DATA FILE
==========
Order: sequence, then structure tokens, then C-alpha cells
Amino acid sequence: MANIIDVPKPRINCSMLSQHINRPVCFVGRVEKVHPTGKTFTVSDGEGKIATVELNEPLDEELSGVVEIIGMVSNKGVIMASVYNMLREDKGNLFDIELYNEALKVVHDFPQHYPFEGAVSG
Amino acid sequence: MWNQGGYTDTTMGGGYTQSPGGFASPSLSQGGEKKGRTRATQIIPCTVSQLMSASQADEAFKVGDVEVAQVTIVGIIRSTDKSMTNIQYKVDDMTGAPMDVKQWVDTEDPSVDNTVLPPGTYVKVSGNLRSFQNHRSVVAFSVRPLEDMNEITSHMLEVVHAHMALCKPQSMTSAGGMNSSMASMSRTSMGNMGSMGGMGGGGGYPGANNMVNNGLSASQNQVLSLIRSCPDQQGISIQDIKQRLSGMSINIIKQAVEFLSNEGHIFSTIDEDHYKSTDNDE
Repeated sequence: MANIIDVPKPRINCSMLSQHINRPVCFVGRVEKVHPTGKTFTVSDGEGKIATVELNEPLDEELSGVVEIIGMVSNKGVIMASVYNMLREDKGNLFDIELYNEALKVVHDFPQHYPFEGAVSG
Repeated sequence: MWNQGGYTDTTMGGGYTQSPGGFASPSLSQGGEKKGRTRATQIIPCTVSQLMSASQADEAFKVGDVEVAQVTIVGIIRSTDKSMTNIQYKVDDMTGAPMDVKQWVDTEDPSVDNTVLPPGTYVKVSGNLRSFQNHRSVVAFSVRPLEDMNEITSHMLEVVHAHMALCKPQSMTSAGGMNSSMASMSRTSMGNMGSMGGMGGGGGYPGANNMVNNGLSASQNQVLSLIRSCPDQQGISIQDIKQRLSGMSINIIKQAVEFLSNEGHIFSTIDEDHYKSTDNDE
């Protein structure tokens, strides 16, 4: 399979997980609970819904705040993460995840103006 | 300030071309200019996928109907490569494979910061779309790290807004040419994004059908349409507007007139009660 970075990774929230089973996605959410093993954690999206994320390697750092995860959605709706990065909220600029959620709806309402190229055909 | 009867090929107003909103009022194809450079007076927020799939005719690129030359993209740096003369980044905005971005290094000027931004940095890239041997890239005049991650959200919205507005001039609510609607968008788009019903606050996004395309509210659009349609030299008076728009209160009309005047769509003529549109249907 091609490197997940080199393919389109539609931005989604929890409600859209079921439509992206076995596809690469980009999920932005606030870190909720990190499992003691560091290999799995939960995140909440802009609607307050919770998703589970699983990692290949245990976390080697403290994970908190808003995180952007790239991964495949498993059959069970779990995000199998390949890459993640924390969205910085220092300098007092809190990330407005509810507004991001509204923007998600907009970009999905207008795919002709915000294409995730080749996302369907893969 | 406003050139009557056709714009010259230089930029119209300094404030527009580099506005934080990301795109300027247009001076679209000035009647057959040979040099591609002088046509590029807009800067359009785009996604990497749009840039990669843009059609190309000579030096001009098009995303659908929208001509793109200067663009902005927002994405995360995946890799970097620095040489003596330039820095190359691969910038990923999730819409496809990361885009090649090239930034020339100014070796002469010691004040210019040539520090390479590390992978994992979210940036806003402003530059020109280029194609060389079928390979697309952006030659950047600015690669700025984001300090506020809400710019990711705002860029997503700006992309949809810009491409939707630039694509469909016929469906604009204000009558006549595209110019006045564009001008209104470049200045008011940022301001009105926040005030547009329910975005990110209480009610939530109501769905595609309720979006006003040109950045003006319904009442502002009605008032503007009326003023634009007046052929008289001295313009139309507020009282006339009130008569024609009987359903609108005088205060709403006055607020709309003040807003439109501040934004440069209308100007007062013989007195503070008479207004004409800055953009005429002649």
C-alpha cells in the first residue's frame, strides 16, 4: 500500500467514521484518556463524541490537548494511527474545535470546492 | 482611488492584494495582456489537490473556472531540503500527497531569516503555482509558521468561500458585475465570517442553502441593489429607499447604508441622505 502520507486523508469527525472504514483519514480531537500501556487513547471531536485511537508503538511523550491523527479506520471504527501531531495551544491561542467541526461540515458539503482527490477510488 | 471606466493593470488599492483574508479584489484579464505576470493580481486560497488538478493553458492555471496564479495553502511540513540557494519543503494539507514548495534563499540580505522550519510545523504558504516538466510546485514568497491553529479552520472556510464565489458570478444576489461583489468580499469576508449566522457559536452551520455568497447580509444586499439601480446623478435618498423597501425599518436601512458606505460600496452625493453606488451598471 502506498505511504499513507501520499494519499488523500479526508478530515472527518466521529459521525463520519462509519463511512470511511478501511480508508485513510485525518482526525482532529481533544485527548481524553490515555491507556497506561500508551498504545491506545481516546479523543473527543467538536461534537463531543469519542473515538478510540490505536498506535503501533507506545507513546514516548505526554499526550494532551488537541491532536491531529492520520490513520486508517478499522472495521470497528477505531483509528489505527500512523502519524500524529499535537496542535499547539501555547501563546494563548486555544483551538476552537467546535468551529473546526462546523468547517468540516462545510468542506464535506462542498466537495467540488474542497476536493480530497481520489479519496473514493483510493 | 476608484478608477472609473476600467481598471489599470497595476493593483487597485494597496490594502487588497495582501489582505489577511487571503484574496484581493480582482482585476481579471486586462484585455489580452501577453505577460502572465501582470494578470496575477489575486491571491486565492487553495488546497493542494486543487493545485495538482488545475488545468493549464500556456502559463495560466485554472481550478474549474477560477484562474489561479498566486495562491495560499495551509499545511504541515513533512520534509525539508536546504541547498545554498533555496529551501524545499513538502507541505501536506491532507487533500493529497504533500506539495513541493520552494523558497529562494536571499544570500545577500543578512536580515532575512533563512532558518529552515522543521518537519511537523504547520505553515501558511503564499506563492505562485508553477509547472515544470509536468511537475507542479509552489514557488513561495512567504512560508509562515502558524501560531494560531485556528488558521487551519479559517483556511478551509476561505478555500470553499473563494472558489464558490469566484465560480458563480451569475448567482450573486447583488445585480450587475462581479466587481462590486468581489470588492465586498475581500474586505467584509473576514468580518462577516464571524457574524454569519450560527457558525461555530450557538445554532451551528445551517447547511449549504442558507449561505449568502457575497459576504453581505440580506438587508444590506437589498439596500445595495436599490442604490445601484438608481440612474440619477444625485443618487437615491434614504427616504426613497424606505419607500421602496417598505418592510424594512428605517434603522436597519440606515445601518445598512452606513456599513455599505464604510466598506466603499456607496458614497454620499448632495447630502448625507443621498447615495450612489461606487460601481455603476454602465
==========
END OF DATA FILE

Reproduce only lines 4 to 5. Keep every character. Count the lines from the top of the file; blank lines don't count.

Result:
Repeated sequence: MANIIDVPKPRINCSMLSQHINRPVCFVGRVEKVHPTGKTFTVSDGEGKIATVELNEPLDEELSGVVEIIGMVSNKGVIMASVYNMLREDKGNLFDIELYNEALKVVHDFPQHYPFEGAVSG
Repeated sequence: MWNQGGYTDTTMGGGYTQSPGGFASPSLSQGGEKKGRTRATQIIPCTVSQLMSASQADEAFKVGDVEVAQVTIVGIIRSTDKSMTNIQYKVDDMTGAPMDVKQWVDTEDPSVDNTVLPPGTYVKVSGNLRSFQNHRSVVAFSVRPLEDMNEITSHMLEVVHAHMALCKPQSMTSAGGMNSSMASMSRTSMGNMGSMGGMGGGGGYPGANNMVNNGLSASQNQVLSLIRSCPDQQGISIQDIKQRLSGMSINIIKQAVEFLSNEGHIFSTIDEDHYKSTDNDE